Piccolomini added that she believed HB 410’s focus on seeding plants that provide shelter, nutrition and water for pollinators along highways and on state lands would serve as a good starting point for curbing the decline of bees.

“I think that’s all well and good, so long as they have a diversity of plants blooming in the landscape that aren’t all nectar plants, but also serve as shelter,” Piccolomini said in an interview. “Just like us, pollinators need food, water and shelter. Creating that in those habitats is a great thing for the state to focus on.”

Pollinator Price War

According to Statista, Montana ranked fourth in the nation in quantity of honey produced in 2019, just behind California and the Dakotas. One commercial beekeeping operation contributing to that effort is Smoot Honey Company in Power, Montana.

Mark Jensen has been beekeeping since 1995 and became co-owner of Smoot Honey in 2007. Today, his company manages 5,000 to 5,500 colonies each year.

Unlike Sundberg, who moves her bees to California during the winter for almond season, Jensen purchases new bees by the pound each year. In 1995, Jensen said two pounds of bees went for about $8 when bought in bulk. This year, he paid $80 for the same amount.

“I get it, because everyone has to make money,” Jensen said in a phone call. “At some point, you need the bees, so you just pay what you need to pay and hope that they make a crop.”

Jensen attributed the spike to a number of factors, including increased interest in beekeeping, but noted that decreasing colony survival rates are contributing, too. Since his operation receives fresh bees each season, he doesn’t have to deal with varroa mites to the extreme year-round beekeepers do, but he said they’re still a nuisance that requires constant treatment.

“Eventually, everybody’s taking a turn having a big loss,” Jensen said.

A Unified Approach

But the core concept of HB 410 -- increasing the prevalence of pollinator-friendly plants in the state -- excites him as much as it does Sundberg and Piccolomini. Jensen said his bees rely on plants like clover and alfalfa for forage and nutrition, but increased monoculture farming and blanket-spraying of weeds along highways has made it more difficult for bees to find that forage. Nationwide efforts to decrease annual colony loss through increased habitat and forage would also help keep the price of bees down.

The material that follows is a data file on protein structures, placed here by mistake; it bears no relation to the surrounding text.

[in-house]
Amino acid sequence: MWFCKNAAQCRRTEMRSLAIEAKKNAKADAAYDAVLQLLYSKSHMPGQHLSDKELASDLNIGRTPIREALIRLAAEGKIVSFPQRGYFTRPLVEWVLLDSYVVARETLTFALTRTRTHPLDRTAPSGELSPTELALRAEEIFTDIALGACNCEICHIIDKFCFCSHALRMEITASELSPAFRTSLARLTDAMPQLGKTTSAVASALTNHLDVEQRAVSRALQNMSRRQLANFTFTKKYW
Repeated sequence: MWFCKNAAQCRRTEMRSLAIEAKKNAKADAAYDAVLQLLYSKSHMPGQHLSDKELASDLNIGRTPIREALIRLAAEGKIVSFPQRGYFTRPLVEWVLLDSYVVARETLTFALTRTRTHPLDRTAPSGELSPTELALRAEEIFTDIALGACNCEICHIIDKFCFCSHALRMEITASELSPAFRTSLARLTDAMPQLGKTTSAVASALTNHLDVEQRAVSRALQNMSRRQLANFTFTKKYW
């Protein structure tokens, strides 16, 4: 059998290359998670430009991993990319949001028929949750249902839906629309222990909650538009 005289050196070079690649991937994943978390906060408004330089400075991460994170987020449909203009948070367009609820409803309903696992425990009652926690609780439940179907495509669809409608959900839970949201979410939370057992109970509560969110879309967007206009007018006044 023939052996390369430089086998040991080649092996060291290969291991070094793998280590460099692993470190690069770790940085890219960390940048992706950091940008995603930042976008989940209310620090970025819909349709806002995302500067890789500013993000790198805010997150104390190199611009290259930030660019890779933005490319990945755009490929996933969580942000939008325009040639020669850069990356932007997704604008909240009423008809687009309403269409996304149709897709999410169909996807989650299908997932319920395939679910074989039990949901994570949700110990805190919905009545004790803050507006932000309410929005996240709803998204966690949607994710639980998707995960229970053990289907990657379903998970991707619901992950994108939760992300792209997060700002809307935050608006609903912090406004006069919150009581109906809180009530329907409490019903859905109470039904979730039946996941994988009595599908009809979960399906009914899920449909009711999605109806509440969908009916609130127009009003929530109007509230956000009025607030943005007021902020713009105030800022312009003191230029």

“We’ve been kind of hoping for that for years,” Jensen said.

Olsen looked to address the weed-spraying issue by working with Missoula County weed district manager Bryce Christiaens during the drafting of HB 410. Under the bill, weed management districts must join in pollinator protection plans with state agencies to ensure that they re-seed areas sprayed for weeds with pollinator-friendly plants.

In an interview, Christiaens said the bill is in line with a recent shift in weed district duties to include providing land and wildlife management support to property owners, farmers and ranchers.

“[HB 410] would be embracing a more integrated management approach where you’re focusing on removing the bad weeds while focusing on the desirable species you want out there,” Christiaens said.

Ultimately, Rep. Olsen said a unified approach is the centerpiece of her bill, which won’t be voted on in the committee until she finishes conversations with beekeepers, farmers, state agencies and weed districts to draft an amendment that can bring as many stakeholders to the table as possible. She said that amendment will remove the prohibition of neonicotinoid insecticides, which she hopes will bring more agriculture groups on board.

“We’re really at a crisis point,” Olsen said, reflecting on the steep losses of pollinators in recent years. “Even the opposition said how important it is to protect pollinator habitat. This gives them another tool in the toolbox.”

Austin Amestoy is a reporter with the UM Legislative News Service, a partnership of the University of Montana School of Journalism, the Montana Broadcasters Association, the Montana Newspaper Association and the Greater Montana Foundation. He can be reached at austin.amestoy@umontana.edu.